As the cold, dry weather chills our bones, nature offers much-needed insulation in the form of high-protein and high-fat foods. Start incorporating one tsp ghee or coconut oil each day into your diet, cook with both ghee and coconut oil, and add olive oil to your dishes post-cooking. Eat more nuts, seeds (chia, flax, pumpkin, and sunflower), and animal protein if you are not vegetarian.
Can’t find unadulterated extra virgin olive oil? Try my favorite small farms award-winning organic olive oil, Fandango.
Your diet should be 90% plant-based, and 10% animal protein, meaning meat and dairy. If you’re vegetarian, it is very important during winter to consume lots of beans and legumes, as they are loaded with fiber, and are essential for detox and stable blood sugar. To make legumes more balancing in winter, cook them with cumin, hing, fennel, salt, onions, and pepper.
5. Stay warm
Keep your head warm especially. The body loses most of its heat through the head. The colder the body becomes, the more fight-or-flight immune-compromising stress is activated to cope with the chill. Wear hats throughout the day and sometimes even at night; this will destress the nervous system and allow for better sleep.
6. Slow down and relax when you eat
This activates the rest-and-digest parasympathetic nervous system to help calm the mind and boost efficiency of digestion.
7. Keep your immune system strong
Consider my Winter Immune-Boosting Kit, which consists of vitamin D3, turmeric, ashwagandha, and chyawanprash to keep you and your family healthy all winter.
- Vitamin D3: 4,000 IU a day with the main meal (2,000 for kids)
- Turmeric Plus: 2 caps with breakfast (1 for kids)
- For kids that have a tendency to make a lot of mucus, consider the formula Mucus Destroyer instead.
- Ashwagandha: 2 caps with breakfast (1 for kids)
- Chyawanprash: 1-2 tsp daily, or more if you have the sense that you are getting rundown. Only for children over 2 years old.
Seasonal Grocery List
When we adjust diet and lifestyle to match the season, health-promoting digestive microbes dramatically change. During November, eat more foods off the Winter Grocery List. Experiment with flavors and enjoy!
How NOT To Get Sick & Fat This Winter: According to Ayurveda, November is the first month of winter, and the cause for a dramatic shift in diet and behavior. Winter and its dietary prescription of more proteins and fats to rebuild the body and mind while insulating us from the cold will last from November through February.
Great Winter Complexion as Easy as 1-2-3: Every winter, our skin is severely challenged to maintain its elasticity, youthfulness, and glow. Lucky for us, nature has a plan to deliver inner and outer skin support during the skin-harsh winter season with none other than its harvest! Read my top three tips for protecting skin all winter long.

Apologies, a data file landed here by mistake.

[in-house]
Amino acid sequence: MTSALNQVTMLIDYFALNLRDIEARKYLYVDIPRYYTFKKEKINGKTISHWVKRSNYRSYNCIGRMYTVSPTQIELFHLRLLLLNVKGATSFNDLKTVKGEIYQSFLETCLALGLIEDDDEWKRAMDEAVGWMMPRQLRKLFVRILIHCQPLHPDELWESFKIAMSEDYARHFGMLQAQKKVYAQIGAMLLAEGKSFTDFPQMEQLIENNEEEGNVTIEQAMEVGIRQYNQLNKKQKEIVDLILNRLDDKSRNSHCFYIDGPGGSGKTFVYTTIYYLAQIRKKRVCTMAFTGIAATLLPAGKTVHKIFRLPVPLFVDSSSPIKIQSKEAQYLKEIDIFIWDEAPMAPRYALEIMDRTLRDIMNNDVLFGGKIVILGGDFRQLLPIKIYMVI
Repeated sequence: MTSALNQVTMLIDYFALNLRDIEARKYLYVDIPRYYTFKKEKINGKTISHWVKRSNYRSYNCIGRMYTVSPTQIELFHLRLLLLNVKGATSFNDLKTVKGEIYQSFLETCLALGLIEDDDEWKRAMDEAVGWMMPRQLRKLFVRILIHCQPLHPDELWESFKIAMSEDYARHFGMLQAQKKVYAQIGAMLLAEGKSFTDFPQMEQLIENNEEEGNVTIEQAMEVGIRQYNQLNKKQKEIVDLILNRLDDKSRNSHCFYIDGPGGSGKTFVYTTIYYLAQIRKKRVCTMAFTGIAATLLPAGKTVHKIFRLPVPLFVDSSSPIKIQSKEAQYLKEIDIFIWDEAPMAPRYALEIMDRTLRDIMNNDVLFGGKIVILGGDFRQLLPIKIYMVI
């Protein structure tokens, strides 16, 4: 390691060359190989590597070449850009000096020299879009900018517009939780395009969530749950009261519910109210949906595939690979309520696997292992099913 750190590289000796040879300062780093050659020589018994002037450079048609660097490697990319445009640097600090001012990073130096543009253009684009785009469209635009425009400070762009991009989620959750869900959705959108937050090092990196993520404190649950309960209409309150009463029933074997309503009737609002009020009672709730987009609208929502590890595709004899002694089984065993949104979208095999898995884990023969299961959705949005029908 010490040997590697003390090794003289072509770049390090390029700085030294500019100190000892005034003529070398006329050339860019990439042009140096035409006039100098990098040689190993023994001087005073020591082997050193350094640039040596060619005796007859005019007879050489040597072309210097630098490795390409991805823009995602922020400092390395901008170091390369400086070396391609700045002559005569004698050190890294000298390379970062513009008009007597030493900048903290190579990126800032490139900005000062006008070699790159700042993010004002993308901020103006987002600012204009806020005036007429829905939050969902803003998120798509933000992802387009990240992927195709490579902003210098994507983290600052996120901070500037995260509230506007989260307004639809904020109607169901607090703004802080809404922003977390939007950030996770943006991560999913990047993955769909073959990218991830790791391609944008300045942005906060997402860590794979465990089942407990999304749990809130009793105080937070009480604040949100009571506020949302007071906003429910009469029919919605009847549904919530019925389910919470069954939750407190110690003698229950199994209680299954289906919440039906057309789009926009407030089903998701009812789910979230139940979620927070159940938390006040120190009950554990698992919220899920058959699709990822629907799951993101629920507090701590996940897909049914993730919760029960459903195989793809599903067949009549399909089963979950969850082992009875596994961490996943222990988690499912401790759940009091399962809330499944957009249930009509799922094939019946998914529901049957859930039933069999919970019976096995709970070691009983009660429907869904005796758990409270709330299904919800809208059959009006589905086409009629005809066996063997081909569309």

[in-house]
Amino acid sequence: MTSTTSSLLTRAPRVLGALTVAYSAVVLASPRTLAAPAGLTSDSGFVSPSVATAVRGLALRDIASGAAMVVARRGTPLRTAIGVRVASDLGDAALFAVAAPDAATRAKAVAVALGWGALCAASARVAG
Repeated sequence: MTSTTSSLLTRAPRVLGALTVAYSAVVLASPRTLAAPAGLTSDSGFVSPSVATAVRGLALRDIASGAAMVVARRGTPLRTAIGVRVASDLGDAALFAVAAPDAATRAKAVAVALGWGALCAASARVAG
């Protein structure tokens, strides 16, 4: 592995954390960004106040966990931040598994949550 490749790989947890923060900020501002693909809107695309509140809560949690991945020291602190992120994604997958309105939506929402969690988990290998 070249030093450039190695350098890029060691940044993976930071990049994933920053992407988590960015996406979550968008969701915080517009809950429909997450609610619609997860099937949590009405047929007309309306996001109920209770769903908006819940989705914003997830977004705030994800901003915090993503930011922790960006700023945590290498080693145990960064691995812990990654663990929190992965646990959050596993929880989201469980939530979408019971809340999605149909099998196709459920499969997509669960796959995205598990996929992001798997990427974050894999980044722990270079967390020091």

6 Ways to Boost Immunity this Winter: There are many Ayurvedic practices that can help you stay healthy throughout winter. The best part? Several of these quick and easy techniques can be done in the shower, so they don’t make a big mess. Here are my six best tips for avoiding bugs and feeling your best this winter.
By Emma Frisch
- Lemon Pistachio + Ginger Granola
- Delicata Squash + Kale Pie
- Magical Root Vegetable + Maple Gratin
- Maple-Rosemary Roasted Nuts
Prebiotic Foods that Balance Vata
Chicory Root | Harvested Fall: Balances Vata
Chicory root, known for its coffee-like flavor, is commonly used as a coffee substitute. 47% of chicory root is inulin, a powerful prebiotic. Inulin is known to support healthy digestion, elimination, and microbiome.3 Because it supports proliferation of beneficial bacteria and these bacteria make gas, be prepared to experience slight bloating when you start consuming chicory. With prebiotic foods, start with a small dose and build up slowly based on your tolerance as your gut bugs change.
Yacon Root | Harvested Fall: Balances Vata
Yacon roots are very similar to sweet potatoes and are rich in fiber. They grow in the Andean region of South America. Yacon roots are an abundant source of fructooligosaccharides (FOS) and inulin.4 Studies have found yacon root supports healthy regulation of the immune response, glucose balance, mineral absorption, and lipid metabolism. As a result, glycemic levels, body weight, and colon challenges can be reduced.4
Flaxseeds | Fall Harvest: Balances Vata
Flaxseeds are 20-40% soluble fiber from mucilage gums and 60-80% insoluble fiber from cellulose and lignin. Fiber-rich flaxseeds also contain powerful antioxidant compounds that promote healthy gut bacteria, regular bowel movements, and healthy weight loss.5
To see all prebiotic recommendations, read Nourish Your Microbiome: Seasonal Prebiotics for Your Ayurvedic Body Type.